Democrats on a Colorado House committee enthusiastically advanced a bill Thursday that would make construction general contractors jointly liable for wages their subcontractors fail to pay, despite warnings that the measure’s costs could hurt smaller firms.
House Bill 1008 continues the party’s decade-long quest to crack down on wage theft by targeting a particular industry that is responsible for somewhere between 9% and 15% of the wage-theft claims filed in Colorado. It uses a 2023 Denver law as its framework but nixes that law’s need for unpaid workers to move up a ladder of subcontractors to recover wages, instead letting them to go directly to general contractors who hired the subcontractors that led to the hiring of complainant workers.
Proponents, including unions and workers’ rights organizations, said pointedly that putting general contractors on the hook for subcontractors who try to skirt payment by dissolving or skipping town will incentivize the larger companies to vet their partners more closely. It also will allow for those workers to be made whole, as Colorado Department of Labor and Employment enforcement actions and lawsuits only can produce judgments against the subcontractors but not force them to pay the money that’s owed.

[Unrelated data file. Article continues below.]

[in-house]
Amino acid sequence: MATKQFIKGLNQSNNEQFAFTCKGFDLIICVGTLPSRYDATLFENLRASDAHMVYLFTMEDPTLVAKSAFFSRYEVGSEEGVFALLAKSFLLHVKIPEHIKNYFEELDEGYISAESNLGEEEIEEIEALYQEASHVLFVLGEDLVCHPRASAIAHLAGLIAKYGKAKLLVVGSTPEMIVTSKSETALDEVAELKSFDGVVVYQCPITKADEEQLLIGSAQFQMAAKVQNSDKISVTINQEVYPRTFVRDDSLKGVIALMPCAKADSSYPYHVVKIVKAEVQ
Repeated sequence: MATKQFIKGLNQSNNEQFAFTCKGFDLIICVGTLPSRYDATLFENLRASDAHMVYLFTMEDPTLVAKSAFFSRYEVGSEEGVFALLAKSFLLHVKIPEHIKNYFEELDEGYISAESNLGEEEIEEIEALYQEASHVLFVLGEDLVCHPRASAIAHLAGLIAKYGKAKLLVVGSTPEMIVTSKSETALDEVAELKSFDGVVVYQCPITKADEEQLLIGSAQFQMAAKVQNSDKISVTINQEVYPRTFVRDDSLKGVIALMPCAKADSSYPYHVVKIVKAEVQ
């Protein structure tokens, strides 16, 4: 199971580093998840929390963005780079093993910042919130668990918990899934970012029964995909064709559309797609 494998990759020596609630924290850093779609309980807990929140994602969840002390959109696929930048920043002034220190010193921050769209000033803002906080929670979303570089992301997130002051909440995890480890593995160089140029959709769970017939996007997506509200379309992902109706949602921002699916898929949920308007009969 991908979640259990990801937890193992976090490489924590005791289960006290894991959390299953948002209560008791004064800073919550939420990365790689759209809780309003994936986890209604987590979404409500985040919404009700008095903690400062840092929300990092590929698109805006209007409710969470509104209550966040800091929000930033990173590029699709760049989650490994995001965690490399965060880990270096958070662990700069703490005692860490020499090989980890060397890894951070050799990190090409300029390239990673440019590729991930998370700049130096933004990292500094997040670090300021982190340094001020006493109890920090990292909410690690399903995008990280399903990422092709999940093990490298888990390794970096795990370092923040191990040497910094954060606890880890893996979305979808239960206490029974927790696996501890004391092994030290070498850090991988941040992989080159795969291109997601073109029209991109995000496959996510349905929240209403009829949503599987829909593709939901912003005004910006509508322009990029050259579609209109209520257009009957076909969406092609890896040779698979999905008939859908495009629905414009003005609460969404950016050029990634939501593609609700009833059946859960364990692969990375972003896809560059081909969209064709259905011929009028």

“Currently, the burden falls most on those lower-wage workers to chase subs,” said Rebecca Galemba, an associate professor at the University of Denver whose studies have found that only a small percentage of wage-theft claimants ever receive reimbursement. “Chasing lower-level subs is often a fruitless dead end.”
A host of consequences for contractors
But construction leaders questioned why their sector would be singled out, particularly as Michael Gifford, Associated General Contractors of Colorado advocacy director, noted the state found just 145 valid wage-theft claims last year in an industry with 180,000 workers. Several business groups, including the Colorado Chamber of Commerce and the Colorado Competitive Council, asked that CDLE be given more enforcement personnel and the ability to enforce claims above $7,500, which now must go to court, and even several supporting legislators asked that such an amendment be considered on the House floor.
HB 1008 could perversely incentivize lower-level subcontractors to not pay workers, as they know that general contractors ultimately are responsible for those non-payments, warned Wheat Ridge Mayor Bud Starker, a 50-year industry veteran. Rep. Sheila Lieder, D-Jefferson County, pushed back on that by saying that doing so would make such firms largely unemployable in the industry in the future.
But also, the bill could lead general contractors to impose surety bonds on potential subcontractors that could raise the overall price of their work and of construction by 3% to 5%, several construction-firm operators said. And if smaller firms would have to purchase such bonds to work on projects, that could serve as a barrier to undercapitalized companies, including those owned by women and minorities, to being able to find jobs, others said.